Use dates, times and settings in your documentation. Did the incident happen in the cafeteria, classroom, or playground? Detailed documentation will not only help school officials target bullying incidents, but it will also give school officials an indication of how best to resolve issues as they examine antecedents (causes/variables that may have prompted the bully to react inappropriately), so that changes and individually tailored support plans can be implemented.

You might try color-coding verbal vs. behavioral actions just to make sharing information more succinct and organized.

Approach school staff immediately

Bullying will not just stop on its own. Don’t be afraid to approach school administrators.

You might find that some school officials and administrators may be territorial and believe that they are the educational experts, and you are “just a parent.”

Since you are your child’s greatest advocate, here are a few ideas about how to approach the issue of your child being bullied while working collaboratively with school officials:

Do your research. You can assist school leaders with ideas of how to bully shield and bully proof the school that your child attends.

Approach the school leaders as if you are on their side. Do what you can to avoid creating an adversarial relationship between you and the people who have the power to help stop what is happening.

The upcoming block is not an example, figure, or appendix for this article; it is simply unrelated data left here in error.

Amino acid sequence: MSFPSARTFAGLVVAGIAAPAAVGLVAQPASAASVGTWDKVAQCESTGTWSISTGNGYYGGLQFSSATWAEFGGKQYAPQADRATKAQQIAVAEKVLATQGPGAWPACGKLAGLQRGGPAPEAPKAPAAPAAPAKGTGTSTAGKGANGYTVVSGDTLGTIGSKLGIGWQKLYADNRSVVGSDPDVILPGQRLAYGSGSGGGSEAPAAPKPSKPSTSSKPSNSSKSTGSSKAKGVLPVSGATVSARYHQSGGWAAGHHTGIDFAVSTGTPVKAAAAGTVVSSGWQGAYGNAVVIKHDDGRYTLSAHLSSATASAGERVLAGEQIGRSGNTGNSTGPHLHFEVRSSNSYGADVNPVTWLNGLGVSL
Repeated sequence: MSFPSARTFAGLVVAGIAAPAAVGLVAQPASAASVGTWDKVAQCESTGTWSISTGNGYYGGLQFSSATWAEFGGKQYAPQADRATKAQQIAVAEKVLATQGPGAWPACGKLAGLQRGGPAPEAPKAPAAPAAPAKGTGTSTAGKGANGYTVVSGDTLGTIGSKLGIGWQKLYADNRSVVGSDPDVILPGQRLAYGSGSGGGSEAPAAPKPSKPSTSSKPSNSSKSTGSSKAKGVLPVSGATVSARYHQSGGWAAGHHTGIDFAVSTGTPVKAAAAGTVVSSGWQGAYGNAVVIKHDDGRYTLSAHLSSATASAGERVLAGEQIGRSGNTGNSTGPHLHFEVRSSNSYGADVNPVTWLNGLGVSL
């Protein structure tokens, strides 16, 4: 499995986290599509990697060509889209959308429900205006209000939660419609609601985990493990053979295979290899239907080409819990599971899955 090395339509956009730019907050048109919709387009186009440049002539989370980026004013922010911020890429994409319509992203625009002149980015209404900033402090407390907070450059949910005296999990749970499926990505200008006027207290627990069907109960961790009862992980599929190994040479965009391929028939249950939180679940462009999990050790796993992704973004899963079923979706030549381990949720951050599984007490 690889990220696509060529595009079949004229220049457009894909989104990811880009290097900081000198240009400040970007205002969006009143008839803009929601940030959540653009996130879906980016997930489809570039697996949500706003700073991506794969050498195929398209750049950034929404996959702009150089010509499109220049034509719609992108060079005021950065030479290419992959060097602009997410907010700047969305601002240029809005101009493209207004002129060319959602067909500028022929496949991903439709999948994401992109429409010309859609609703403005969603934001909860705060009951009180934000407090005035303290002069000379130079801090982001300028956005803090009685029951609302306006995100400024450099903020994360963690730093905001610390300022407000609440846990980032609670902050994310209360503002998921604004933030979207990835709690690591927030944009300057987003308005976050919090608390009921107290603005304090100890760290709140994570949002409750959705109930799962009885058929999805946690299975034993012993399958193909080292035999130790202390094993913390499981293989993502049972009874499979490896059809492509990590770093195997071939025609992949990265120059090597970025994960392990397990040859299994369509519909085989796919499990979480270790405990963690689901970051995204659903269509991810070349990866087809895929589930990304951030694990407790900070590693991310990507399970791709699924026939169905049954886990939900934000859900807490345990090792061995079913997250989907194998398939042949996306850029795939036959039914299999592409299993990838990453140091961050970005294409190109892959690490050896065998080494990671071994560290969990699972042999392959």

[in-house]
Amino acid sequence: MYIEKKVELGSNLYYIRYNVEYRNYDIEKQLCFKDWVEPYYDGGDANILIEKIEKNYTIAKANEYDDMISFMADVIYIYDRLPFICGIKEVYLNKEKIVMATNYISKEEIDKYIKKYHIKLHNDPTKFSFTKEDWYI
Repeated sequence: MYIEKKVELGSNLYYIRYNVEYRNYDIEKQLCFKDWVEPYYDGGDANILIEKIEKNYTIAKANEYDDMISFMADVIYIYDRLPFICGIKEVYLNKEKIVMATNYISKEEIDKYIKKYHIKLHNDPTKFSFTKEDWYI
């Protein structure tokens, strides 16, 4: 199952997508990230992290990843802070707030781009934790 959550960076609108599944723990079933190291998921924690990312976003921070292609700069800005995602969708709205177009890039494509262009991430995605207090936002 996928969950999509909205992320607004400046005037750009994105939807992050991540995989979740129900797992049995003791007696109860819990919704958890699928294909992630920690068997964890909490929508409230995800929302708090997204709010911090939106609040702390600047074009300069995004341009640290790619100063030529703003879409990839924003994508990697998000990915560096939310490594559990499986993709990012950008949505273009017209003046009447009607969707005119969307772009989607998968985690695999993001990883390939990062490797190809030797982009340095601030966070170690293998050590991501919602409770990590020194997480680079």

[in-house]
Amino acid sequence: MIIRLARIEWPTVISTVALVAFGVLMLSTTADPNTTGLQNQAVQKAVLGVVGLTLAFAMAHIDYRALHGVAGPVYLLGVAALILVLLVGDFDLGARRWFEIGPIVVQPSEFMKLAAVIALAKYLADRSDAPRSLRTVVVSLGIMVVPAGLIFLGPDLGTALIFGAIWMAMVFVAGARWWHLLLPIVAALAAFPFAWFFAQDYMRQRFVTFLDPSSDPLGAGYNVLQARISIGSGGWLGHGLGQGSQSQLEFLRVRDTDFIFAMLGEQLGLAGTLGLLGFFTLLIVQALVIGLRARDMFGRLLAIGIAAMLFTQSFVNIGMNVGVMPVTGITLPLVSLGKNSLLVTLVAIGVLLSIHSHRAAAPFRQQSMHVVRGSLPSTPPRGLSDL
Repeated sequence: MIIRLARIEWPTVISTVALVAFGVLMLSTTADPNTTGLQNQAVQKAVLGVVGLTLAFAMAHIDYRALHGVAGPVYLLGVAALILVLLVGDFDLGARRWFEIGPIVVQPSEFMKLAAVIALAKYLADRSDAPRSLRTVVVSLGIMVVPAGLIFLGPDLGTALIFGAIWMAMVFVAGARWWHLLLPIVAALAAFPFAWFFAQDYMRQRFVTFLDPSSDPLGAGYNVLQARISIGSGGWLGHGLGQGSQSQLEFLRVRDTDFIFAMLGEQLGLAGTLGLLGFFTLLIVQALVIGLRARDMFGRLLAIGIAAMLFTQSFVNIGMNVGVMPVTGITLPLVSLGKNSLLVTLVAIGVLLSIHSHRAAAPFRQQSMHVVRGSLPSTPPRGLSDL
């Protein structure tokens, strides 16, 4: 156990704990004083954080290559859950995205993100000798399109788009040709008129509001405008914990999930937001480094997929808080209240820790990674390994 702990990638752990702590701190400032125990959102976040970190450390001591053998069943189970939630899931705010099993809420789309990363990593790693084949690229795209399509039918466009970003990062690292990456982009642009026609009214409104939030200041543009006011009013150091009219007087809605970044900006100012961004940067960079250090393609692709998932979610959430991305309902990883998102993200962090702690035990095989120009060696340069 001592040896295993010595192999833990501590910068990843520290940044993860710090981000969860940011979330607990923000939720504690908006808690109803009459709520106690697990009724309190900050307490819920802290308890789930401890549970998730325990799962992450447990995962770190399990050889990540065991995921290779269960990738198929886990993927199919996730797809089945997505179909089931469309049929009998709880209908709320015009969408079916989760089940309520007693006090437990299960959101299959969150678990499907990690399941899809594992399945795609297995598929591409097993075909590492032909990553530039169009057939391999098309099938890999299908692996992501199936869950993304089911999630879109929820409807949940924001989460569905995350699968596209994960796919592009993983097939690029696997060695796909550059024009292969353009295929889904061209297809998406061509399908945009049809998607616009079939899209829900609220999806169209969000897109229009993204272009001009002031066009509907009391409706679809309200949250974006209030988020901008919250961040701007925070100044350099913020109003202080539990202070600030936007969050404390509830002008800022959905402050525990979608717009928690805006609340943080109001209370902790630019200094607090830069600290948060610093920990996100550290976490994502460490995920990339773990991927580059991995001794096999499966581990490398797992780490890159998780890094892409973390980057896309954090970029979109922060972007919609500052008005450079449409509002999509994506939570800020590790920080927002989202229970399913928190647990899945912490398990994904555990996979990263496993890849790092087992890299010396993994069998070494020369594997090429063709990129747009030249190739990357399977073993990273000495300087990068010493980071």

Let the school leaders know that you are not only concerned about your child, but all children enrolled at the school. This will soften your approach thereby giving you greater lead-in for support and next steps.

Begin speaking to the school counselor before working your way up the organizational chart – Test the water, first.

When my own child was bullied at school, I spoke to the school principal directly. Due to budget cuts, this particular school had no assigned counselor. I approached the situation as a concern for the other child as well as my very own child. I said, “Perhaps this young girl is having personal problems in her home-life that’s making her feel angry.” Other times I would say, “Sounds like this child wants to take charge and is a bit bossy. Perhaps she can be shown how to use her leadership skills in a more positive and productive manner.” By using this approach with the school principal, I believe that I softened the conversation, thereby gaining the principal’s attention. It appeared that she was more willing to hear me.